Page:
So for the moment it’s all over bar the shouting. Two of our country independents have shown their agrarian socialist colours and Ms. Gillard is back in power.
Sure, there’s an obvious element of ‘the lady doth protest too much, methinks’ about Julia Gillard’s claims that her new government has legitimacy. The plain fact is that it has almost no legitimacy. Her party got fewer seats in parliament. Her party got massively fewer first preference votes. Her party may, or may not, even lose in terms of the far less significant second preference votes.
Legitimacy may well be in the eye of the beholder, and in our system it is simply a fact that once every 50 or 100 years this sort of thing will happen, but that fact in no way is the same thing as saying this new Gillard/Green/independent government has legitimacy.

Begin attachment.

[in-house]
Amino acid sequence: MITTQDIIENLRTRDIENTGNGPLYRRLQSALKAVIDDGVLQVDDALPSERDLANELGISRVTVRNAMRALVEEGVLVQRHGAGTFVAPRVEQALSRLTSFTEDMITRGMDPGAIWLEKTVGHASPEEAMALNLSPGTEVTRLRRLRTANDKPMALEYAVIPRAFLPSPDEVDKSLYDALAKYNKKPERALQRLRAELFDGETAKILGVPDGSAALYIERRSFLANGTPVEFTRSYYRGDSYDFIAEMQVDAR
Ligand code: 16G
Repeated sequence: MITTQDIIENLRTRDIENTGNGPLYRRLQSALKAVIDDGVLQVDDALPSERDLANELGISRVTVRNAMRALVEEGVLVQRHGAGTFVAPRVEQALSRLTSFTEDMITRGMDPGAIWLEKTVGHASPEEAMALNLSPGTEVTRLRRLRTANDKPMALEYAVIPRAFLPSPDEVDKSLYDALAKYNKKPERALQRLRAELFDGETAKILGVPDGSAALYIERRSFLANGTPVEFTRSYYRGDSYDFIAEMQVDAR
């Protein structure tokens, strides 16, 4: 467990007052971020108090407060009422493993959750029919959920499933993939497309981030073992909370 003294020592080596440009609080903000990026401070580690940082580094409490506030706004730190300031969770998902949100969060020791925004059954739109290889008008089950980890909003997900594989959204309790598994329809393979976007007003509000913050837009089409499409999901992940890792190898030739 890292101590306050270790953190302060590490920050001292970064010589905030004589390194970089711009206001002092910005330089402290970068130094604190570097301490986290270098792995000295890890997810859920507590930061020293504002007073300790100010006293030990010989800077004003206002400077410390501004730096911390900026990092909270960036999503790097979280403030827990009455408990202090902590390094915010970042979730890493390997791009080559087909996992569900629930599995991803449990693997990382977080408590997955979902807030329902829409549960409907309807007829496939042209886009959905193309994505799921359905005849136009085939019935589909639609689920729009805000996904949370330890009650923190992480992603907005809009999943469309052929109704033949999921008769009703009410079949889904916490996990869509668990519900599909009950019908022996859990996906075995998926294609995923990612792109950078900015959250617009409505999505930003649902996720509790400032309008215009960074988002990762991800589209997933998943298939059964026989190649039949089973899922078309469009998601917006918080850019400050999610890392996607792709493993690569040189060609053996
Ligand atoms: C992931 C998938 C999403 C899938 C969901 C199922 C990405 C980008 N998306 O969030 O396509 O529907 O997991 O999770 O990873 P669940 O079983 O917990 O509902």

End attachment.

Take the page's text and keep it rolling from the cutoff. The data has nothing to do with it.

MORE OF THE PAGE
For the same reason it has no mandate either. It’s one of those rare cases where all that succeeds is success. It will either govern well, and gain a weird sort of retrospective legitimacy. Or it will govern badly, and be seen for the illegitimate government that occasionally pops up in any democratic system.
Having said all that, it may be worth taking a quick look at who were the winners and losers in this long, drawn-out affair.
My pick for the biggest winner is Kevin Rudd. If he resigns his seat and leaves Parliament, odds are that the Coalition picks up that seat and we have a general election (or possibly Mr. Abbott is given a chance to govern). You simply could not imagine a better outcome for a former Prime Minister knifed by his own party. Whatever he wants, and I mean whatever, he will get.
Not as good as being PM, that’s true, but as good as any alternative could ever get.